I'm on haitus for a few weeks, so the In Stores Next Week feature will resume at the end of July. For your reading pleasure though, we have a great giveaway from Hilary Weisman Graham this week, plus an interview. And come back next week for givaways of Myra McEntire's TIMEPIECE and Alexandra Monir's TIMELESS, plus interviews with both authors about their writing journeys, best advice, and fascinating use of time concepts.
THIS WEEK'S GIVEAWAY
Please complete the form at the bottom and enter by Midnight 6/28/2012. US and Canadian entries only, please! I'll announce the winner on July 6th.
3 Ex-Best Friends
Back in middle school, Alice, Summer, and Tiernan were inseparable.
They were also the number one fans of the rock band Level3.
But when the band broke up, so did the girls' friendship. Alice spent high school with her nose buried in books, Summer was in the popular crowd, and Tiernan was lucky if she made it to class. Now, just as the girls are about to graduate, Level3 announces a one-time-only reunion show. Even though it's 2,000 miles away, Alice buys three tickets on impulse—and as it turns out, Summer and Tiernan have their own reasons for wanting to get out of town. And thanks to Alice's graduation gift (a newly refurbished '78 VW van affectionately known as the Pea-Pod) they've got the perfect vehicle to get them there. But on their cross-country drive, the girls hit more than just a few bumps in the road.
Will their friendship get an encore or is the show really over?
Interview with Hilary Weisman Graham
Hilary is an award-winning filmmaker and screenwriter. Her debut young adult novel, Reunited (Simon & Schuster), came out June, 12, 2012. Visit her at: www.hilarygraham.com
Q. What inspired you to write the book?
I had a friendship break-up of my own freshman year of high school, and even though my story is very different than Alice, Summer, and Tiernan’s, the feelings around that break-up always stuck with me. I think for most 14-year-old girls, their best friends are the most meaningful relationship they’ve had at that point in their lives, apart from their family, so I thought the idea of ex-best friends reuniting at the end of high school, when they were older and wiser, would make for an interesting story.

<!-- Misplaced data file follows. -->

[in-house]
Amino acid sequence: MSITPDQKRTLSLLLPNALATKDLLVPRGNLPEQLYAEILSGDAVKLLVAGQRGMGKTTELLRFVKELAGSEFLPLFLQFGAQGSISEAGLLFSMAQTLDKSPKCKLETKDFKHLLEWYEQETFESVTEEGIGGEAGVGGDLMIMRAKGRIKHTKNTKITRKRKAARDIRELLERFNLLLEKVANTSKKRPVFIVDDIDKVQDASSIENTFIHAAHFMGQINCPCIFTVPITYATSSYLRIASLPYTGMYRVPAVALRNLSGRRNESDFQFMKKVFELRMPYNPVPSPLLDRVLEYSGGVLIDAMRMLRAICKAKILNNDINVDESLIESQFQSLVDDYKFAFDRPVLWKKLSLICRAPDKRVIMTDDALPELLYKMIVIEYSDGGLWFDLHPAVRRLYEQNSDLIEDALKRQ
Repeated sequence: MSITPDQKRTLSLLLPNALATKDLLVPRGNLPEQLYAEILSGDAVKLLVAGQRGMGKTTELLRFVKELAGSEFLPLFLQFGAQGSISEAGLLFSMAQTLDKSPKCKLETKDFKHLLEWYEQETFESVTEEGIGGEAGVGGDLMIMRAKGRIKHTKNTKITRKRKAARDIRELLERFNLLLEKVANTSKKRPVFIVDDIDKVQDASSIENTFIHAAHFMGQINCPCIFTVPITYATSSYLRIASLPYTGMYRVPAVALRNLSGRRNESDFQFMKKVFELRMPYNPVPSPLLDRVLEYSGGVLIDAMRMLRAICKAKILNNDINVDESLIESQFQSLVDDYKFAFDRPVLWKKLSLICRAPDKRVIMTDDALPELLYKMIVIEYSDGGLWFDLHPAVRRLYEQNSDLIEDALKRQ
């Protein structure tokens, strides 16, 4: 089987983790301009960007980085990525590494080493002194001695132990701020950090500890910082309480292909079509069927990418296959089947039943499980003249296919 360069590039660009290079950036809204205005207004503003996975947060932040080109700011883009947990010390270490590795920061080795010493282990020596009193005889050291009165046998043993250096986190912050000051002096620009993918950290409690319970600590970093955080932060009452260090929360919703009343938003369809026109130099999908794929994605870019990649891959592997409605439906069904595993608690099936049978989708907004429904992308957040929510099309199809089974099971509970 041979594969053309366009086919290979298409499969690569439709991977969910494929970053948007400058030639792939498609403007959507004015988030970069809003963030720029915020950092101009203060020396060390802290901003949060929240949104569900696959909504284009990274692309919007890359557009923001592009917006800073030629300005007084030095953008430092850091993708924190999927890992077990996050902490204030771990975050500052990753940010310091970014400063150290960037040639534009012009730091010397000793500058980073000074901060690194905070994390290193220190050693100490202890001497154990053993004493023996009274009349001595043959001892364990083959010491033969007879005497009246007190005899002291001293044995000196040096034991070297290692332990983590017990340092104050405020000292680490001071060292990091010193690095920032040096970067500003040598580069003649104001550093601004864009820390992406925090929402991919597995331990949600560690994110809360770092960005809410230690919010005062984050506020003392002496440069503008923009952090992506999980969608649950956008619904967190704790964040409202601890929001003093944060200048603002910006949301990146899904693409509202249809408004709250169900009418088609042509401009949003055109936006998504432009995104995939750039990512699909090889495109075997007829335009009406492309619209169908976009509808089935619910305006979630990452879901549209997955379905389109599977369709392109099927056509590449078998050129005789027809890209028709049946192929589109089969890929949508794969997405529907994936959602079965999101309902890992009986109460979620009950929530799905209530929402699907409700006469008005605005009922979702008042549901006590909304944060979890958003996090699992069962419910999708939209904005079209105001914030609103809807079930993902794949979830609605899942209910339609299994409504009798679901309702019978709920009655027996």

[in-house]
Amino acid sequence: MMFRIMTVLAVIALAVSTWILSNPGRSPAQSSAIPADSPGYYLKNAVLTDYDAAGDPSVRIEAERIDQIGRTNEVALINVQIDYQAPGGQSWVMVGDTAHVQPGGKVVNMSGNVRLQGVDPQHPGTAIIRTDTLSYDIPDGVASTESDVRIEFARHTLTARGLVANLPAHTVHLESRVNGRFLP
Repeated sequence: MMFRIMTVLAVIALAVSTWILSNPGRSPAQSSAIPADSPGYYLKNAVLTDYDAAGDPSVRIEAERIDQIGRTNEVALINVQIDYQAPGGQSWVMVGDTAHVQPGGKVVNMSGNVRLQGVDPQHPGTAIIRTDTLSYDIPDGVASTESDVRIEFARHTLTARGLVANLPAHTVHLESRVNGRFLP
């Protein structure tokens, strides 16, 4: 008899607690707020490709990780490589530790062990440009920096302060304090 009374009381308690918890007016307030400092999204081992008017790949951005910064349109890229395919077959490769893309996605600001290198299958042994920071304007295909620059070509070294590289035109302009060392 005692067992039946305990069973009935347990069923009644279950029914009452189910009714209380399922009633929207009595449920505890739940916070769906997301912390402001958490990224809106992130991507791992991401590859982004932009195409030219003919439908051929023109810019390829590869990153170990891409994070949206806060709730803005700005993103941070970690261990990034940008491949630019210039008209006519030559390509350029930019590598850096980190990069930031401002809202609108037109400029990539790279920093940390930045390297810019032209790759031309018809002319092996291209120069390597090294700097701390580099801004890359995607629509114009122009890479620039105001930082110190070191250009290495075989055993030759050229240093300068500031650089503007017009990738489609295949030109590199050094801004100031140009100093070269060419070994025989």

Q. How long was the learning process in getting the book written?
Writing my first novel was definitely a learning curve, but it got easier over time. When I sat down to start my second book (still a work in progress) it didn’t seem nearly as scary. I know it’s not the most glamorous bit of advice, but I think a lot of it comes down to just keeping your butt in that chair and doing the work.
Q. What was your road to publication like? Long, short, hard?
For an impatient gal like me, the hardest part about getting REUNITED to come to fruition was the wait. The book was born way back in the fall of 2008 when I started discussing the concept with my editor at Simon & Schuster. After submitting an outline and the first three chapters (which went back and forth a couple times with revisions), my agent finally made the deal in June of 2009. REUNITED comes out June 12, 2012, over three and a half years since the process began. Whew!
Q. What is the best advice you have ever received that helped improve your writing?
Probably the best piece of writing advice I’ve gotten came from Robert McKee, the author of “Story,” a popular (almost cultish) book on screenwriting. And I have the audiobook, so it feels like McKee’s talking directly to me (which, if you’ve ever heard McKee speak, comes off more like a reprimand, but that’s part of his charm). Anyway, Robert McKee insists that you not write dialogue or scenes prior to having worked out the structure of your story first, because if you do, you’re in danger of falling in love with your own words and keeping a wonderful bit of dialogue that ultimately, doesn’t belong in your story. I think I fell victim to this a lot when I was first starting out as a writer. But sadly, we all must learn to kill our darlings. There’s really no other way.
Q. If you could pass on one thing that you’ve learned to young writers, what would it be?
Don’t be afraid to write crappy first drafts. But make sure you keep revising until you get it right. Revise, revise, revise!
Q. What are you working on next?
Right now I’m writing a screenplay for a Disney Channel movie. There’s no guarantee it’ll end up on the air, but if it does, I’ll be sure to let you know.